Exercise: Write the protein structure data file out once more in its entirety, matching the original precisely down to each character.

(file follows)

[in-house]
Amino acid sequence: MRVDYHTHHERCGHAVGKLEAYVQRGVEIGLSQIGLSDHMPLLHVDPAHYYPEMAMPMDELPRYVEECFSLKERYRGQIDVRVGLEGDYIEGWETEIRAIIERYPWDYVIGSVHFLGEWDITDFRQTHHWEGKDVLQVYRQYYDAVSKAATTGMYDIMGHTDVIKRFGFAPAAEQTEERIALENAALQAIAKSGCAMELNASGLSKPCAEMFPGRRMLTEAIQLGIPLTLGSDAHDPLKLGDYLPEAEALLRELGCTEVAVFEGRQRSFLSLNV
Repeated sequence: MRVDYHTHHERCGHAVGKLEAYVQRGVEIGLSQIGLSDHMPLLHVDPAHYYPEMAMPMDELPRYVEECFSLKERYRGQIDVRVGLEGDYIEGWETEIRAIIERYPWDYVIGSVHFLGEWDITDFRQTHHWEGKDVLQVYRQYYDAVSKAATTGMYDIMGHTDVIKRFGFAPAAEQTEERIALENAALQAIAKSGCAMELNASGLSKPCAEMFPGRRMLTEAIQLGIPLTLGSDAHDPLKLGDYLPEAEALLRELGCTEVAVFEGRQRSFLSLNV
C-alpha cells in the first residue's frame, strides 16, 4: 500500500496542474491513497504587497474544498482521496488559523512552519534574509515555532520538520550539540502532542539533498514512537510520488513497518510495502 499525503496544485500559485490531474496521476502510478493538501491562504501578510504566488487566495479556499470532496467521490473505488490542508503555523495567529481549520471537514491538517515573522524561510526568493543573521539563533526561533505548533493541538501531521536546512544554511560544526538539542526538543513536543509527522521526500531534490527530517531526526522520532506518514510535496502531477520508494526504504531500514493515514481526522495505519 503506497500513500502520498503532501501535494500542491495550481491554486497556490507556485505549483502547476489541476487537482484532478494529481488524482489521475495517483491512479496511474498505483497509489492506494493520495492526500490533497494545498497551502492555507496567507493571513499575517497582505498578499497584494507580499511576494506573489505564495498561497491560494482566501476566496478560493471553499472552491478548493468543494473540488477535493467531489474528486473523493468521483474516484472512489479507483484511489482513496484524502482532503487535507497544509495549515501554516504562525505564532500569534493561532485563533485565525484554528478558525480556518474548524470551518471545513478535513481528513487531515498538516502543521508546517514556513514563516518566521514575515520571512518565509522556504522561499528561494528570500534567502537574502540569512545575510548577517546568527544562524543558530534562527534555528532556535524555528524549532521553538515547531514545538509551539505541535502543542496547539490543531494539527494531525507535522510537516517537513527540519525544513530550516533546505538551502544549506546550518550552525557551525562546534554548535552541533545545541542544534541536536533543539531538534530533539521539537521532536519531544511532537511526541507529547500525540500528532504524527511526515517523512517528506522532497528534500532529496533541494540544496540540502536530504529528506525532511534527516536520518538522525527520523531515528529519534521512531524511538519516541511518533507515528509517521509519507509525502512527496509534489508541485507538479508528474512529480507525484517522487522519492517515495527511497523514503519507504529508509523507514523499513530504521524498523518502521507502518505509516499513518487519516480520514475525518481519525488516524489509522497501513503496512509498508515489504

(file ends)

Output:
[in-house]
Amino acid sequence: MRVDYHTHHERCGHAVGKLEAYVQRGVEIGLSQIGLSDHMPLLHVDPAHYYPEMAMPMDELPRYVEECFSLKERYRGQIDVRVGLEGDYIEGWETEIRAIIERYPWDYVIGSVHFLGEWDITDFRQTHHWEGKDVLQVYRQYYDAVSKAATTGMYDIMGHTDVIKRFGFAPAAEQTEERIALENAALQAIAKSGCAMELNASGLSKPCAEMFPGRRMLTEAIQLGIPLTLGSDAHDPLKLGDYLPEAEALLRELGCTEVAVFEGRQRSFLSLNV
Repeated sequence: MRVDYHTHHERCGHAVGKLEAYVQRGVEIGLSQIGLSDHMPLLHVDPAHYYPEMAMPMDELPRYVEECFSLKERYRGQIDVRVGLEGDYIEGWETEIRAIIERYPWDYVIGSVHFLGEWDITDFRQTHHWEGKDVLQVYRQYYDAVSKAATTGMYDIMGHTDVIKRFGFAPAAEQTEERIALENAALQAIAKSGCAMELNASGLSKPCAEMFPGRRMLTEAIQLGIPLTLGSDAHDPLKLGDYLPEAEALLRELGCTEVAVFEGRQRSFLSLNV
C-alpha cells in the first residue's frame, strides 16, 4: 500500500496542474491513497504587497474544498482521496488559523512552519534574509515555532520538520550539540502532542539533498514512537510520488513497518510495502 499525503496544485500559485490531474496521476502510478493538501491562504501578510504566488487566495479556499470532496467521490473505488490542508503555523495567529481549520471537514491538517515573522524561510526568493543573521539563533526561533505548533493541538501531521536546512544554511560544526538539542526538543513536543509527522521526500531534490527530517531526526522520532506518514510535496502531477520508494526504504531500514493515514481526522495505519 503506497500513500502520498503532501501535494500542491495550481491554486497556490507556485505549483502547476489541476487537482484532478494529481488524482489521475495517483491512479496511474498505483497509489492506494493520495492526500490533497494545498497551502492555507496567507493571513499575517497582505498578499497584494507580499511576494506573489505564495498561497491560494482566501476566496478560493471553499472552491478548493468543494473540488477535493467531489474528486473523493468521483474516484472512489479507483484511489482513496484524502482532503487535507497544509495549515501554516504562525505564532500569534493561532485563533485565525484554528478558525480556518474548524470551518471545513478535513481528513487531515498538516502543521508546517514556513514563516518566521514575515520571512518565509522556504522561499528561494528570500534567502537574502540569512545575510548577517546568527544562524543558530534562527534555528532556535524555528524549532521553538515547531514545538509551539505541535502543542496547539490543531494539527494531525507535522510537516517537513527540519525544513530550516533546505538551502544549506546550518550552525557551525562546534554548535552541533545545541542544534541536536533543539531538534530533539521539537521532536519531544511532537511526541507529547500525540500528532504524527511526515517523512517528506522532497528534500532529496533541494540544496540540502536530504529528506525532511534527516536520518538522525527520523531515528529519534521512531524511538519516541511518533507515528509517521509519507509525502512527496509534489508541485507538479508528474512529480507525484517522487522519492517515495527511497523514503519507504529508509523507514523499513530504521524498523518502521507502518505509516499513518487519516480520514475525518481519525488516524489509522497501513503496512509498508515489504